Water & Drought

California almond growers to expand orchards, despite drought

“Higher prices and good profits for California almond growers will continue to encourage more planting” says Rabobank economist Vernon Crowder.
“Higher prices and good profits for California almond growers will continue to encourage more planting” says Rabobank economist Vernon Crowder. hamezcua@sacbee.com

Almond orchards have become ground zero in the debate over California’s epic drought, the focal point of criticism that agriculture uses too much water.

The response? More almond trees.

California’s almond farmers are likely to continue planting new orchards in the coming years, increasing production by 2 percent to 3.5 percent a year over the next decade, one of the state’s leading farm economists said Thursday.

“Higher prices and good profits for California almond growers will continue to encourage more planting of almond orchards,” economist Vernon Crowder, senior vice president at Rabobank, said in a report released by the bank. “Nurseries report very little slowing in orders of new trees.”

Representatives of the state’s almond farmers defended the decision to expand California’s orchards, saying growers with adequate water supplies are making rational economic decisions based on the price they can get for their crop.

“That’s the American economic system,” said Richard Waycott, chief executive of the Almond Board of California, in a conference call Thursday with reporters.

“It’s basically 6,500 farmers making these decisions,” he added. “Nobody’s telling them to do that.”

Agriculture in general is under fire as the drought worsens. Critics say farmers use 80 percent of the water dedicated to human use in California but generate only about 2 percent of the state’s economic output. Gov. Jerry Brown has defended his decision to exempt agriculture from his recent executive order mandating a 25 percent cut in consumption by urban water agencies statewide, saying farmers already have had their surface supplies curtailed considerably.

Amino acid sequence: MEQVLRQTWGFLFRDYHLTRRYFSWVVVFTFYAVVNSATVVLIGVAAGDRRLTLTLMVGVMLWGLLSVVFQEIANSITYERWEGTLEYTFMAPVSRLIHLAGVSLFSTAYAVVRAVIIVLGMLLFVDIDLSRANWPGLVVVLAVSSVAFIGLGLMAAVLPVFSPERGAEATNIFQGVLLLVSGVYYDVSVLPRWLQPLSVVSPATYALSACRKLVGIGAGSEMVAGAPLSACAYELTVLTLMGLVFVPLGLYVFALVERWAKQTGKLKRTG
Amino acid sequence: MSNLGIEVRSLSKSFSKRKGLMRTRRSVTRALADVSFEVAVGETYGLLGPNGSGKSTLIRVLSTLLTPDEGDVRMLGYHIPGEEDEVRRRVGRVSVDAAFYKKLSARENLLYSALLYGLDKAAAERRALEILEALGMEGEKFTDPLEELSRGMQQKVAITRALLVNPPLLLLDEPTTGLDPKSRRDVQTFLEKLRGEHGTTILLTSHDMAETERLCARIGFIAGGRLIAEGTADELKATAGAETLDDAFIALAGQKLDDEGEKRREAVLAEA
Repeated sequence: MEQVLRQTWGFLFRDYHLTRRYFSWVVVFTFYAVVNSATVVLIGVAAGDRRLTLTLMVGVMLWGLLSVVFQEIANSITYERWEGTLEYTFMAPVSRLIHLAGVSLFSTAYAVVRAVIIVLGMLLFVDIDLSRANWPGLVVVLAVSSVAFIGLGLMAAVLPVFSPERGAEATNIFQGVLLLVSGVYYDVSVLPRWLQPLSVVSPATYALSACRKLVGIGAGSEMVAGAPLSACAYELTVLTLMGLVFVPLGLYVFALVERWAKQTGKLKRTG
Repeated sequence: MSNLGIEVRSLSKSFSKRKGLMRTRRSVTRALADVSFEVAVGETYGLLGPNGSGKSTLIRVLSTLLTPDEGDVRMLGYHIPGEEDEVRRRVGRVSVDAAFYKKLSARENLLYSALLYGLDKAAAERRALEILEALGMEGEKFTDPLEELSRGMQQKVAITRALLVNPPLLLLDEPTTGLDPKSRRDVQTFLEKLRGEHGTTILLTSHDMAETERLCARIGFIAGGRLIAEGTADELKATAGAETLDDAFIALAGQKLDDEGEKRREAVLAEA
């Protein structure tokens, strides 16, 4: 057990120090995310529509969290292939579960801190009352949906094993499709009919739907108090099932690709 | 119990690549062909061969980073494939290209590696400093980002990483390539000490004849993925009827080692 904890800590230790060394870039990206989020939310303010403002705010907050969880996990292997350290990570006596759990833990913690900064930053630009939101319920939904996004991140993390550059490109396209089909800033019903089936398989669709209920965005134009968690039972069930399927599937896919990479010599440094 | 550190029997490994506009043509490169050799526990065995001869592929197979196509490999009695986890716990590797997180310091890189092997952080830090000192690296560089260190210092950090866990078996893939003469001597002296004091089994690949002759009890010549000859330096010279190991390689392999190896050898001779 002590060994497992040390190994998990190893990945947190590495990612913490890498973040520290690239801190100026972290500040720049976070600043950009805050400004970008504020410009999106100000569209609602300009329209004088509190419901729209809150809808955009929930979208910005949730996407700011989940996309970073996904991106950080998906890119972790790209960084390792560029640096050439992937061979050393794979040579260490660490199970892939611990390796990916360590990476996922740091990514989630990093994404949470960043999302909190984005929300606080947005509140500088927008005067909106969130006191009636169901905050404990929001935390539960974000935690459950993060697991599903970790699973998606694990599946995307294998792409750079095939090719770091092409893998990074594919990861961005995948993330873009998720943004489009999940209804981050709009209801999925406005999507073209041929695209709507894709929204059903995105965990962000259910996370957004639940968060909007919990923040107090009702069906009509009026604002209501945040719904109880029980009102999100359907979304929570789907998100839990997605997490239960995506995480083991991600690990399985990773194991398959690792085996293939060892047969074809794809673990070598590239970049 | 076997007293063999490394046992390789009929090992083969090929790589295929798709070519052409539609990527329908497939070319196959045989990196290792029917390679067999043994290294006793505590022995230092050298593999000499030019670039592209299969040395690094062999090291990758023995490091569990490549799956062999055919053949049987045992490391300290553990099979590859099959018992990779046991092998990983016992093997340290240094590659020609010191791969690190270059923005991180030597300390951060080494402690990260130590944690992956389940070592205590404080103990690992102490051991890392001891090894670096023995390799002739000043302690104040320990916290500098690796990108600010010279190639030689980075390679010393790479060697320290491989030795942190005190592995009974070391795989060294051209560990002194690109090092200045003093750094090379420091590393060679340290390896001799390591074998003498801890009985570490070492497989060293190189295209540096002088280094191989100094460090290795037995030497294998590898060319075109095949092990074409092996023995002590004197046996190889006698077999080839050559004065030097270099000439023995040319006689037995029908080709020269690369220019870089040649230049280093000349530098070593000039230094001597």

On Thursday, Brown argued against any effort to curtail production of water-intensive crops. “That’s a ‘Big Brother’ move, and we’re not in that position,” Brown told reporters after a drought-related meeting at the Capitol.

“Agriculture is an important pillar of California,” Brown said, “and I think we have to be very slow to be starting to pick” among crops, with policies favoring one over another.

Farmers also say that the 80 percent figure is misleading. When environmental uses are taken into account, agriculture’s share of California’s water supply falls to around 40 percent.

The state’s agricultural industry, and almonds in particular, have nonetheless taken a public relations beating in recent weeks. As the nut’s popularity has boomed, the amount of California farmland devoted to almonds has nearly doubled over the past 20 years, to more than 900,000 acres. The state’s almond crop is worth more than $4 billion a year as prices have risen to nearly $4 a pound, record territory.

That’s proved controversial in an epic drought because almond trees are permanent crops. They can’t be fallowed in dry years, unlike rice, tomatoes and other annual crops. Much of the increased planting in recent years has occurred on the west side of the San Joaquin Valley, where water supplies have become among the most fragile in California.

Growers who have planted orchards in the San Joaquin area “are finding out that you can get burned,” Crowder said.

What’s more, almonds get criticized for using lots of water. An oft-quoted statistic says it takes a gallon of water to produce a single almond. Many in California agriculture say that’s too simplistic a statistic.

But there is little dispute that almonds are among the thirstiest crops in California. Almond trees require about 4 acre-feet of water a year for every acre planted, according to data gathered by David Goldhamer, a water management specialist emeritus with the UC Cooperative Extension. Tomatoes and grapes take about half as much water, as does cotton – a crop that has seen its acreage diminish as almond orchards have spread. Among major crops, only alfalfa takes more water per acre than almonds.

Almond farming has hardly been immune to the effects of the drought. Yields fell, and the crop shrank by 12 percent last year despite the growth in acreage, Crowder said.

Nor have farmers been oblivious to the state’s water woes, Waycott said. The growers are converting to highly efficient irrigation systems, and some of them have had to rip out their trees when they’ve been unable to get water.

“We do have areas where people have thrown in the towel and orchards have been abandoned,” Waycott said. “That is a trend. It’s not a huge trend yet.”

The almond boom in California is in many respects an international phenomenon. Almonds have become enormously popular as snack foods and cooking ingredients in Western Europe, China, India and other growth markets. California produces about 80 percent of the world’s supply, and exports have grown 40 percent in three years.

Crowder said he expects prices to moderate before too long, but almonds will continue to be a very profitable crop for most farmers. That suggests most farmers will find a way to stay in the almond business.

“These guys are in the business of making money on farming,” Crowder said. “They know what they need to do to make a living, and it’s selling almonds to the world.”

Call The Bee’s Dale Kasler, (916) 321-1066. Follow him on Twitter @dakasler. Bee Capitol Bureau reporter David Siders contributed to this report.

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